The point in bringing up the fact that they practiced shooting so shortly before the murder, is the irony in the fact that the boy was probably envisioning his father's face as he target practiced. That's like me teaching my daughter how to tune up her car and she thinking the whole time how its going to feel as she runs over my body with that same car. Daddy unwittingly helped ensure that his son wouldn't miss. That's the sad part.

  • Jeremiah Aug 10, 2009

    "Why are there never any reports about addressing the primary issue behind any crime which is doing something about the general criminal element in society? "

    just for fun, how would you ohave done something about "the criminial element in society" in this case?

  • VT1994Hokie Aug 10, 2009

    This guy is not insane. He knew exactly what he was doing each step of the way. He is just a mean person that needs to spend his life behind bars. Never let him out. Or, save some monies and do the deal that he did.

  • jrfergerson Aug 10, 2009

    With people suffering from financial stress - I am suprised that more of this has not happened as of yet.

  • Axtel Aug 10, 2009

    This is terrible. I think all gun/rifle ranges need to be closed. This would not have happened if they were allowed to be open. Give him bond and set him free. It was not his fault. Nice headline wral...

  • rt71383mag Aug 10, 2009

    This is just another case of liberal bias slanted reporting aimed at further demonizing the sport of guns and shooting. Why are there never any reports about addressing the primary issue behind any crime which is doing something about the general criminal element in society? Because that would be logical and make sense and would not incorrectly polarize the uninformed masses. As long as the media and politicians can blame guns, not criminals and penalize law abiding gun owners, "feel good" legislation is alive and well and unproductive except in securing votes.

  • Jeremiah Aug 10, 2009

    "Would it make you feel any better, little girl, if they was pushed out of windows?"

    Exactly. This kid could have just as easily gone on a "push-people-out-the-window-rampage" that could have been just as deadly, if not deadlier.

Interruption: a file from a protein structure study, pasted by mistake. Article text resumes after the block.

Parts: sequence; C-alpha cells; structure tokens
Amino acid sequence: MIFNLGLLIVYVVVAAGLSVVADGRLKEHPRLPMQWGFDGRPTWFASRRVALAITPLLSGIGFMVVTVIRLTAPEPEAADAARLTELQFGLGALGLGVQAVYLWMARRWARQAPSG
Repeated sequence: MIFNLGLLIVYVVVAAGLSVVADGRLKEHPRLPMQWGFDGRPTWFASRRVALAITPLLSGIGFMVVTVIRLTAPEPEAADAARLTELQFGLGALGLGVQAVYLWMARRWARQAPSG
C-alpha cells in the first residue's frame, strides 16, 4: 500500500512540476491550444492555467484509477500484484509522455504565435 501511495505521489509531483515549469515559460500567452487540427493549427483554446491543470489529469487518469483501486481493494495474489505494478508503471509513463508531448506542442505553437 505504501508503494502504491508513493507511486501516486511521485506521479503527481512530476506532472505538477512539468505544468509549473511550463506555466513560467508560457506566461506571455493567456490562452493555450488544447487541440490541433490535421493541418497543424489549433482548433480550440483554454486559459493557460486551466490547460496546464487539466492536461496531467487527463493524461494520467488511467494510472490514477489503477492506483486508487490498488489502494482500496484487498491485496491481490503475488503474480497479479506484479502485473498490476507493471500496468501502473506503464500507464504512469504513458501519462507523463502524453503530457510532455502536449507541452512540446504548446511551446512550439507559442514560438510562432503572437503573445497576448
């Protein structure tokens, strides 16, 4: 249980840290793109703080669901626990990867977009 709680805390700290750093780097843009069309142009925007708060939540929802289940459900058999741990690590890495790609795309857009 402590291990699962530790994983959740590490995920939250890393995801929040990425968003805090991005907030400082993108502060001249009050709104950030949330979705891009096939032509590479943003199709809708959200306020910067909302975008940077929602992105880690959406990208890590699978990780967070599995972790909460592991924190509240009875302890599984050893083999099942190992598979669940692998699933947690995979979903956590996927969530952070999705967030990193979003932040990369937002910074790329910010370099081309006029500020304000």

• discowhale Aug 10, 2009

    it wasn't going to the range that made this kid snap. If that was the case, millions of us would be snapping daily.

    If this isn't a case of the media putting GUNS, GUN SHOPS, PRACTICE RANGE OPERATORS on trial as the bad guys, I don't know what is. And we keep hearing how he was obsessed with Columbine. So?

    I'll bet he had PLENTY of instances showing he was coming apart, before he killed his father. The boys at Columbine were bade news before they committed their crimes, there are cries for help and markers for kids who have problems, was Castillo any different?

    And finally, on this kid shooting his father, in the words of Archie Bunker to his daughter,

    "Would it make you feel any better, little girl, if they was pushed out of windows?"

    Dead is dead, murder is murder, moving the guilt from the murderer to the device used, is ridiculous. Do you blame GM or the local car lot, when someone is killed by a drunk driver?

  • 27615 Aug 10, 2009

    insantity in my mind doesn't let you off the hook. If your capable of murder you should be in jail (not a mental hospital) for life or executed.

  • Jeremiah Aug 10, 2009


    oh come on now. you don't find it ironic that his shot his dad, who took him to the shooting range a month earlier?